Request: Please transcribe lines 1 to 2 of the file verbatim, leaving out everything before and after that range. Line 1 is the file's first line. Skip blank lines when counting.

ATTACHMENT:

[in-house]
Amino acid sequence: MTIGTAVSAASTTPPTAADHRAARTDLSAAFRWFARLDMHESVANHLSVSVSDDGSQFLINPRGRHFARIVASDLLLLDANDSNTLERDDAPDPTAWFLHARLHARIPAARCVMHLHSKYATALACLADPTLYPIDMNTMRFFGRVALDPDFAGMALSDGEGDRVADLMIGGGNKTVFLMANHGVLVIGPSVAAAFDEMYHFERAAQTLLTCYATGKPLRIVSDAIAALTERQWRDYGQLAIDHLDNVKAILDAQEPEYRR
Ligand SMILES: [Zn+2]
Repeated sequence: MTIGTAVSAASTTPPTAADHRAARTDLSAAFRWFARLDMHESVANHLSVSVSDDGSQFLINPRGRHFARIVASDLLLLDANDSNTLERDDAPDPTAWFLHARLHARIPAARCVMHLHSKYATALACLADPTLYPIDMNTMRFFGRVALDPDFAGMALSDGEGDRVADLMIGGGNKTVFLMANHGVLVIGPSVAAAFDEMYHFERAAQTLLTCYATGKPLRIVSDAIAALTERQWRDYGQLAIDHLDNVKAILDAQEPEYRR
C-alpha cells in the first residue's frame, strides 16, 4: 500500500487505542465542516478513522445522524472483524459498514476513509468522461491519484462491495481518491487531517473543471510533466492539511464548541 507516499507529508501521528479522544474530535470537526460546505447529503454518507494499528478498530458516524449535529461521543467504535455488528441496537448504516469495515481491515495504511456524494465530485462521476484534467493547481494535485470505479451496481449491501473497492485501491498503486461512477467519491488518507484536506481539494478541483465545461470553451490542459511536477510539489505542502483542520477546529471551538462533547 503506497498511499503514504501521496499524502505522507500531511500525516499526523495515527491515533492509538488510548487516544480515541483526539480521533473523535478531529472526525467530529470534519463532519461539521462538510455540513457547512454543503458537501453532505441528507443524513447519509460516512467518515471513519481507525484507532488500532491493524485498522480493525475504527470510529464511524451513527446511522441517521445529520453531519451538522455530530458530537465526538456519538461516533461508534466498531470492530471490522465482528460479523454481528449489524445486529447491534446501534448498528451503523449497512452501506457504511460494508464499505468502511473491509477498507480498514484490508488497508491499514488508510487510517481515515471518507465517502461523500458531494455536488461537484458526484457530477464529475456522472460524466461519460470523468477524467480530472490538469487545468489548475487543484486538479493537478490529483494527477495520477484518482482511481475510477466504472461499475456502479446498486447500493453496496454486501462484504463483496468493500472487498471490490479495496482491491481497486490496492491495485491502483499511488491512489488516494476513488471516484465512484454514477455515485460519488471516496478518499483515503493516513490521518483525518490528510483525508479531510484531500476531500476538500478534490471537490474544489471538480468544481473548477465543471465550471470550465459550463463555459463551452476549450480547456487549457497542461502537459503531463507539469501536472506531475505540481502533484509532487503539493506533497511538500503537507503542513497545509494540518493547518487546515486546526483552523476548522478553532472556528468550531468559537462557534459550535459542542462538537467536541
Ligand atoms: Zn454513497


[in-house]
Amino acid sequence: MTIGTAVSAASTTPPTAADHRAARTDLSAAFRWFARLDMHESVANHLSVSVSDDGSQFLINPRGRHFARIVASDLLLLDANDSNTLERDDAPDPTAWFLHARLHARIPAARCVMHLHSKYATALACLADPTLYPIDMNTMRFFGRVALDPDFAGMALSDGEGDRVADLMIGGGNKTVFLMANHGVLVIGPSVAAAFDEMYHFERAAQTLLTCYATGKPLRIVSDAIAALTERQWRDYGQLAIDHLDNVKAILDAQEPEYRR